A few days after the rehearsal, it’s show time downstairs at the Little Gem, which is packed—standing room only. Wearing a slight but unmistakable grin, Christopher tells the story that inspired Django à la Créole. In Paris in 1939, Reinhardt met Duke Ellington’s band when they were touring Europe. New Orleans clarinetist Barney Bigard was in the group. Django—a big Louis Armstrong fan—ended up in a studio session with a few of Duke’s players including Bigard, a frequent Armstrong sideman.
“They recorded five songs that combined Barney Bigard’s fluid clarinet with Django’s very angular rhythmic style,” Christopher tells the crowd, citing the origin of the Creole–meets–Gypsy-swing concept. He adds, “we took it a step further” by tossing in Cuban and Brazilian rhythms—a nod to the larger Creole world.
After the verbal intro, they get back to the music. Singleton opens a blues number with an unusually languid bass solo—a departure from the percussive way he’s handled his upright bass in previous songs. The guitars come in, adding another layer of rhythm. Finally, Christopher picks up where Singleton left off, developing similar motifs before passing the lead back to Singleton for another solo.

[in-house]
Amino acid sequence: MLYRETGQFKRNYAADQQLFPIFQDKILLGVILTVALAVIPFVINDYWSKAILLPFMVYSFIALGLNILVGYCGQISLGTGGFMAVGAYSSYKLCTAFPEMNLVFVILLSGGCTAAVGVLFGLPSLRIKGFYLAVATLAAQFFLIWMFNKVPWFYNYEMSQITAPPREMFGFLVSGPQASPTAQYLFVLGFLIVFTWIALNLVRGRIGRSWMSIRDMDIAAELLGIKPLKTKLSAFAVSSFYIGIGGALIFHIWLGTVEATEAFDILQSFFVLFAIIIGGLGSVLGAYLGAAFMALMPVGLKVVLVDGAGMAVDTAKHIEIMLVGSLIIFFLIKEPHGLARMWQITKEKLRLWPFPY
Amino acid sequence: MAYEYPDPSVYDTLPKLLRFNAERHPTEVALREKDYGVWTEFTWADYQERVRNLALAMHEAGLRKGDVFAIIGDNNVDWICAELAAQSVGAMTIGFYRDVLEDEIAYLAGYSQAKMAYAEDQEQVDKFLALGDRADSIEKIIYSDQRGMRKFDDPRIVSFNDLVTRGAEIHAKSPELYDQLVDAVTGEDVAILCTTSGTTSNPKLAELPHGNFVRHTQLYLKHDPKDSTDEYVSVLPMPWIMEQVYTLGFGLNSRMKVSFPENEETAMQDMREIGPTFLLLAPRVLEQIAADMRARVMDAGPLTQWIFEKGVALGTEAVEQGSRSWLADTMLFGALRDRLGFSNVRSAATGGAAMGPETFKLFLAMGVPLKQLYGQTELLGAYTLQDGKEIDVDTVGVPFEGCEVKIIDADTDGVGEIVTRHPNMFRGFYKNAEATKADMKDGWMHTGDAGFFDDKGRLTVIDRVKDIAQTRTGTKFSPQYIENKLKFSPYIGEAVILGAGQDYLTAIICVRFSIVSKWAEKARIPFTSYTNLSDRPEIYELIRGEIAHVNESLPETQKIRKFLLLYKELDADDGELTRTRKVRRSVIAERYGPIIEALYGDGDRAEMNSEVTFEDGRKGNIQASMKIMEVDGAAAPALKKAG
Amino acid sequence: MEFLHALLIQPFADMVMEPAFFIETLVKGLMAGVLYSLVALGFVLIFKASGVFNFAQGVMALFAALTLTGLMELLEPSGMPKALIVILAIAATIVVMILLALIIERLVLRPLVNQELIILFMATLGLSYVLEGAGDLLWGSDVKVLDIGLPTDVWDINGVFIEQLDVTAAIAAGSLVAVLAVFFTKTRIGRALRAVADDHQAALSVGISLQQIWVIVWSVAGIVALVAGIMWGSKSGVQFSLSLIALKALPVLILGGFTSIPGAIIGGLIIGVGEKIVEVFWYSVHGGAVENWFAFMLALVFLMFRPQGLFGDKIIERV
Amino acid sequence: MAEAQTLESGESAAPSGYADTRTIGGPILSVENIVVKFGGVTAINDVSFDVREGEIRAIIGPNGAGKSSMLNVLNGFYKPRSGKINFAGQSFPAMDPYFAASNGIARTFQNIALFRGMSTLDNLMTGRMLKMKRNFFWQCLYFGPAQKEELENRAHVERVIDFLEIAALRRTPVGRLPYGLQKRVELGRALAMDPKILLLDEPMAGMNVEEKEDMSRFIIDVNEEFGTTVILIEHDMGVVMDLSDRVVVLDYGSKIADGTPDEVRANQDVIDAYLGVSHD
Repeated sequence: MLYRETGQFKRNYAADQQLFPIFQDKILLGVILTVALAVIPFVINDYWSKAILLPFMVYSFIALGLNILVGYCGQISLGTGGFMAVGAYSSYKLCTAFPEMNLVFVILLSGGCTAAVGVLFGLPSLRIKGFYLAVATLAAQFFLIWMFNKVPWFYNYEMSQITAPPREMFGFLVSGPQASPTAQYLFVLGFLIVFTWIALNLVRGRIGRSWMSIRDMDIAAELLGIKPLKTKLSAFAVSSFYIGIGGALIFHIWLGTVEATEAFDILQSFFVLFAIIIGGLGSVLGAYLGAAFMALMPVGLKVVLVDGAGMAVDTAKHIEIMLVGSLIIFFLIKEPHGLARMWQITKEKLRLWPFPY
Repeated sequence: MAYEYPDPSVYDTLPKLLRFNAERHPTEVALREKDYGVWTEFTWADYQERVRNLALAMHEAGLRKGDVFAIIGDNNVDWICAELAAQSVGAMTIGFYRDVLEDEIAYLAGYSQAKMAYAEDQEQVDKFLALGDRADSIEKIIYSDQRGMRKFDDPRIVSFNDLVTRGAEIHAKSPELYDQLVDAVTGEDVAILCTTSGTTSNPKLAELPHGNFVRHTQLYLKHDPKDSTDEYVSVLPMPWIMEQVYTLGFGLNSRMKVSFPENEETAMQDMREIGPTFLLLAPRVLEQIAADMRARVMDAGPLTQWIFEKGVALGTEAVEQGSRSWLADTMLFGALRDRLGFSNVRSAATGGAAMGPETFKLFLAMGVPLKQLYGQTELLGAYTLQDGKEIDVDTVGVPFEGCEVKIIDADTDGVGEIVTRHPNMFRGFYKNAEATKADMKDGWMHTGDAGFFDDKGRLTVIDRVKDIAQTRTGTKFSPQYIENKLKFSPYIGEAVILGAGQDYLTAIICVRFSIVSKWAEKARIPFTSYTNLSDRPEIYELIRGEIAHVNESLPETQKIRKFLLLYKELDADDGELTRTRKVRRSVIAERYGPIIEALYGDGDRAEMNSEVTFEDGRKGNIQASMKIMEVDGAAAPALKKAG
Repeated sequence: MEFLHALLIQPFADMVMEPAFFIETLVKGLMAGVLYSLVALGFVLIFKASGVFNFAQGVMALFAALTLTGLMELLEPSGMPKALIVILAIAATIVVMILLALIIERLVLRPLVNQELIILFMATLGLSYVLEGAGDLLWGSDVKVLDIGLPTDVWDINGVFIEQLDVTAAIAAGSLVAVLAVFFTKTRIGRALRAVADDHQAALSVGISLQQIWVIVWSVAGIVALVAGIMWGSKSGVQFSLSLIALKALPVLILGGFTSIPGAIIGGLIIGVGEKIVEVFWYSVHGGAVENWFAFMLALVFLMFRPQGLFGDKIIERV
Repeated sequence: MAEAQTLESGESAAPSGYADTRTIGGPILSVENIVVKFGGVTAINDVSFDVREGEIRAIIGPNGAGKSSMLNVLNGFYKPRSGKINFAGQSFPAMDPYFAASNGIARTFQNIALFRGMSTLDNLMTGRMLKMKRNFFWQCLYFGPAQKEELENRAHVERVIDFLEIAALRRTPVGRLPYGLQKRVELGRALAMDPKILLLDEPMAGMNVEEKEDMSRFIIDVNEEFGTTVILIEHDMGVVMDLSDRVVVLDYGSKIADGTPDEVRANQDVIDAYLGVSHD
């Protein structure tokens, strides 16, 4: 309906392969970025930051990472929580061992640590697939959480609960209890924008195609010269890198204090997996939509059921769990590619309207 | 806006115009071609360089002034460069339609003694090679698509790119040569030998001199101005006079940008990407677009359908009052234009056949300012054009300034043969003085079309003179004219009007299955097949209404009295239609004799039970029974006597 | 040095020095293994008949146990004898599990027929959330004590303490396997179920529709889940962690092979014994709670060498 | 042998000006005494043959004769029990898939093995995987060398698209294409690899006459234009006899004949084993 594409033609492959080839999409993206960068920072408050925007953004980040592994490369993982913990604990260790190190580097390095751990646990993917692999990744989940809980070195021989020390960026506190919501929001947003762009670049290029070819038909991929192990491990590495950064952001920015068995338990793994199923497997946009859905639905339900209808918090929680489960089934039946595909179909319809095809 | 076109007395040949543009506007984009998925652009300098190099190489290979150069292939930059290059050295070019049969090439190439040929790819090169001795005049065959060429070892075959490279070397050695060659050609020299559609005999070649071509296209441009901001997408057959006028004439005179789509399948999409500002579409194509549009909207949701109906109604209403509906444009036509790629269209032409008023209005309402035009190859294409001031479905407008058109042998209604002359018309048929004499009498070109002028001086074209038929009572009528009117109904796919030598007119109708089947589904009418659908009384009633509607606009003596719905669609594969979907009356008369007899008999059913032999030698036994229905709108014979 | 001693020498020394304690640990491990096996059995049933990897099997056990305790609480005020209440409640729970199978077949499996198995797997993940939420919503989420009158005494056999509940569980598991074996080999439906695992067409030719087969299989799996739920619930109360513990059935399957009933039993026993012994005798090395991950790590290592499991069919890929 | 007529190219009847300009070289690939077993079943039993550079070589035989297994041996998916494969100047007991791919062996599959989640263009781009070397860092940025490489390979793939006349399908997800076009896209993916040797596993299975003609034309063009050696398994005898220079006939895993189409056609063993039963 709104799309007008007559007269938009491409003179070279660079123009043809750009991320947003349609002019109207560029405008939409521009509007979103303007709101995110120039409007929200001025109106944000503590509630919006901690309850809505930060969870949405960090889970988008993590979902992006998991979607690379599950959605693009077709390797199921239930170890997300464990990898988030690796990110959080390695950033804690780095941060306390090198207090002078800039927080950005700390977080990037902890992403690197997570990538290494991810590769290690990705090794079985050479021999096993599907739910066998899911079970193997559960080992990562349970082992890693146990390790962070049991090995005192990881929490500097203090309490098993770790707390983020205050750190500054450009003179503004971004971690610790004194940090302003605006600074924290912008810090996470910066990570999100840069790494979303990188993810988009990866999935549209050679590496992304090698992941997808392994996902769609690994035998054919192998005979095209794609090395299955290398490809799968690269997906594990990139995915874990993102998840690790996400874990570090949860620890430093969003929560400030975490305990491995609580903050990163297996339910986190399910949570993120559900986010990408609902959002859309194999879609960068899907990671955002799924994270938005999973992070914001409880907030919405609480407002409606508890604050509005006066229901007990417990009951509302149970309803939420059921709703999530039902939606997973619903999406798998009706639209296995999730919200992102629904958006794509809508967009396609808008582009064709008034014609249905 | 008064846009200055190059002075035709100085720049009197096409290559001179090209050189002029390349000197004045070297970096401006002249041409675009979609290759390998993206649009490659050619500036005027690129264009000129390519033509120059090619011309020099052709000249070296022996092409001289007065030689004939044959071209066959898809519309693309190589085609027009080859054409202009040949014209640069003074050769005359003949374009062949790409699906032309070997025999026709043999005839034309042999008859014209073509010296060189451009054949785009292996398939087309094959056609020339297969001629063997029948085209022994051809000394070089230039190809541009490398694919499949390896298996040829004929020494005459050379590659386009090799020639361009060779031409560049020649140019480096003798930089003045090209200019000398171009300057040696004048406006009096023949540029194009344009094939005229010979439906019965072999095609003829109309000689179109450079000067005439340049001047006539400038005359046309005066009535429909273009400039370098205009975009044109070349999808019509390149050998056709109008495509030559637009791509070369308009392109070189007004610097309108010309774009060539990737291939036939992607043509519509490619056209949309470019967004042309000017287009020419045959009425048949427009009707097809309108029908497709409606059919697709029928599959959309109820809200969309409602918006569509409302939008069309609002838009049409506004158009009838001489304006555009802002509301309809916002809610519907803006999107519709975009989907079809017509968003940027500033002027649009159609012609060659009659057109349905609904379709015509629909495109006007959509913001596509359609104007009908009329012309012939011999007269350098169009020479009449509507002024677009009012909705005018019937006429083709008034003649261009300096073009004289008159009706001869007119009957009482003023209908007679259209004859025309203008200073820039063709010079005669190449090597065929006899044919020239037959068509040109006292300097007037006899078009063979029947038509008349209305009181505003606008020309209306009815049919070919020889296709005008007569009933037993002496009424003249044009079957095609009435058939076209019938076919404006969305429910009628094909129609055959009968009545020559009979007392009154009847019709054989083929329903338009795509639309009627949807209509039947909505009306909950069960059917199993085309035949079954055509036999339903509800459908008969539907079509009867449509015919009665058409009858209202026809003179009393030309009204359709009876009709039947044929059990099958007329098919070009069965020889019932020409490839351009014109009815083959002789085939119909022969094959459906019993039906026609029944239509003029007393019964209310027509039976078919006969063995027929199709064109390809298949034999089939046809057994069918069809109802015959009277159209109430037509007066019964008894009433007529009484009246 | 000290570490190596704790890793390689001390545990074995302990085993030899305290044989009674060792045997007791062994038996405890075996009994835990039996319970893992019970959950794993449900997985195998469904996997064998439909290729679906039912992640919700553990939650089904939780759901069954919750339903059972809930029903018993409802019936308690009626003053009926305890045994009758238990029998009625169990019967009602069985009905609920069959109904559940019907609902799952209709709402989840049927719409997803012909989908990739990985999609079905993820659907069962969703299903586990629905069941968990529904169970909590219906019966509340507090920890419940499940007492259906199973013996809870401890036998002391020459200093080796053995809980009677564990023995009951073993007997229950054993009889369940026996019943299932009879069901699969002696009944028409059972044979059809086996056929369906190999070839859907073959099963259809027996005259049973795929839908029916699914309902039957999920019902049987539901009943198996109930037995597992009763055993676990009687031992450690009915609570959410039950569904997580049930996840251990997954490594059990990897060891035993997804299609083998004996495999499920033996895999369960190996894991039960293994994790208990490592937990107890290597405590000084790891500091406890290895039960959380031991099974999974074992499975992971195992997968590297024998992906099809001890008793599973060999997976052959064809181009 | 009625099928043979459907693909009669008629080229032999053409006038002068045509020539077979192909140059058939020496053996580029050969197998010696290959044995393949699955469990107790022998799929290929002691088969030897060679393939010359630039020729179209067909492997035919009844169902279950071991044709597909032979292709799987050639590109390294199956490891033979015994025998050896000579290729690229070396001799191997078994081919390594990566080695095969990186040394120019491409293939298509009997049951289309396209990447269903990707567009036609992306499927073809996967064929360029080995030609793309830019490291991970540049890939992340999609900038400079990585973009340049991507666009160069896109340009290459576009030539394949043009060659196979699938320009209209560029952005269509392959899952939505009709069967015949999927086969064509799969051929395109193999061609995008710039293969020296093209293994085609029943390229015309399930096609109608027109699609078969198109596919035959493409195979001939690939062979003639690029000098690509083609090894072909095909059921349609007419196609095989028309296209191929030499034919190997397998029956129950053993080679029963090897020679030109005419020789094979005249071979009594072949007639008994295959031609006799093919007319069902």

On Bechet’s “Blues in the Air,” Christopher delivers an emotion-packed solo hinging on the tune’s narrative and launches the whole piece into new territory.
Vappie later marvels at Christopher’s flexibility. “He’s expanded beyond the typical repertoire and moved into whatever song he hears in that style,” he says.
“And that voice, man. He’s really just got his voice on the horn. He’s not a clarinet player. He’s Evan Christopher.”